My Dad – someone who often was my whole world in my eyes – is the first person I’ve ever lost. This is my first experience of grief and I don’t know what to do.
Grief is obviously different for everyone. Some grieve lost dreams, the loss of babies before they got to be older, the loss of sons in prison because of the lives they missed out on living, the grief of losing someone in a murder, the grief of losing your parent, your sibling, your twin, your Grandparent, your friend, your mentor…it’s the same in some ways but then profoundly unique, too.
This my MY experience with grief since the passing away of my beloved Daddy:
I’ve found grief to be a dark cloud over me. It hovers over my head and tints all my days from their original bright colours to dark grey.
Grief lingers in dark corners and is a heavy weight on my heart.
Grief doesn’t follow rules of times to show up and times to go away. It does whatever it wants.
Sometimes I forget my Dad has died, you know. I just forget and for a few blissful moments in my day – maybe I’m typing a document at work, maybe I’m taking a sip of tea or savoring the flavour of a choc-chip cookie on my tongue…and I’ll get lost in that safe, happy moment where my Dad isn’t gone from this earth.
That’s when the freight train comes out of nowhere and plows into me at full force.
GRIEF IS SO PROFOUNDLY PAINFUL YOU DON’T KNOW HOW TO SURVIVE IT.
And the tears prick my eyes and my heart aches.
Grief is an insidious bastard. It’s heavy and cold. It’s awful because it can arrive at any time and in any amount – like, it can be a little pang in my heart when I hear a song that my Dad used to love…or it can be floods of tears when I pick up my phone to call Dad and share a joke or a stupid thing with him and realise that suddenly now, I can’t.
This pain and sadness…this deep chasm of loss I feel has to be 1000 times worse for my Mom. She’s lost the love of her life and there must be so much around her that reminds her of Dad. My heart breaks for the pain Mom must be going through. Oh how I wish to remove it and give her only happy days and happy times.
For me, navigating grief is like trying to find your way out of a huge forest.
It’s hard! It’s scary. It’s full of questions. Where do I go? Which path do I take? Will I get home or am I making it worse and wandering further away into oblivion? Did I pass this section of the Forrest before or is it new? Am I making my way out or making my way worse? Am I more lost? Am I doing better or am I slowly dying? Wandering about in this horrible forrest of grief means that nothing feels secure. Things I thought I knew are now questionable – did I really know that? Or was it a false hope?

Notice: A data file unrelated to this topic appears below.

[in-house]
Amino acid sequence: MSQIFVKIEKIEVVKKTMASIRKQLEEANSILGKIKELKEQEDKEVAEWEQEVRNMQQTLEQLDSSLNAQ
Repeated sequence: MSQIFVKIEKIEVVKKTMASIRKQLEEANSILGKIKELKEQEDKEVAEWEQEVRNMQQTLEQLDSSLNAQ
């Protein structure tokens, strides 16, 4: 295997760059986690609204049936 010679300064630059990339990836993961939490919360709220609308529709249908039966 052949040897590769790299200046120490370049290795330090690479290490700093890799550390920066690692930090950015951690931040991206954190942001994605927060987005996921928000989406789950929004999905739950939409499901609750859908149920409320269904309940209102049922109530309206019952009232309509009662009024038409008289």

Grief means that nothing is familiar, safe or comfortable anymore. I find I’m constantly in a state of high alert/high anxiety, wishing for home…hoping to find a way out. Desperately wanting a rest…because Grief is exhausting. It is relentless. It doesn’t stop or cease for even a moment. The grief of losing someone you love very much offers no exit – just miles of unending pain and that horrible feeling that you lost something vital but just don’t know what it was or how to begin searching for it.
I absolutely hate it.
Grief – is like being lost at sea. The waves and currents push and pull. It’s cold. It gets dark, it’s SCARY AF because the waves can sometimes seem higher than a building and it’s terrifying because you can’t know what’s beneath the surface so if you’re like me – you guess the worst things; sharks circling hungrily. Sea Monsters bigger than buses waiting to gobble me up and crunch me between their gigantic teeth.
I read a beautiful blog post by a Christian lady who had lost her husband 4 years ago. It gave me hope in that she’s doing okay but it also broke my heart because she’s not grieving any less for her husband, she’s just found ways to accept and manage it. She says that grief for her is a constant companion. I think that’s something everyone who grieves can agree on – it doesn’t stop. It never goes away.
Grief doesn’t feel like a scar…it feels like a severed limb. I honestly feel like a part of my body was savagely cut off when my Dad died, you know. A part of me – something shiny, bright and true – died with Dad when he did. I keep looking for it. I keep trying to replace it. I keep trying to stuff the grief and the absolute loss down, down, down into the bottom of my feet and yet it rises up, up, up and spills out of my heart and down my cheeks.
Grief walks hand in hand with guilt. I feel guilty every time I laugh. I feel bad every time I feel ‘ok’ because I feel like I’m dishonoring my Dad and his life. I feel better when I’m crying because in my heart, I’m saying to myself “yes, this is right” and I feel uneasy when I sing a long to the radio, enjoy a good book or show or look forward to seeing a friend for a hot drink and a cake. I feel like it’s too soon to be happy. I feel like I should be miserable for at least a year.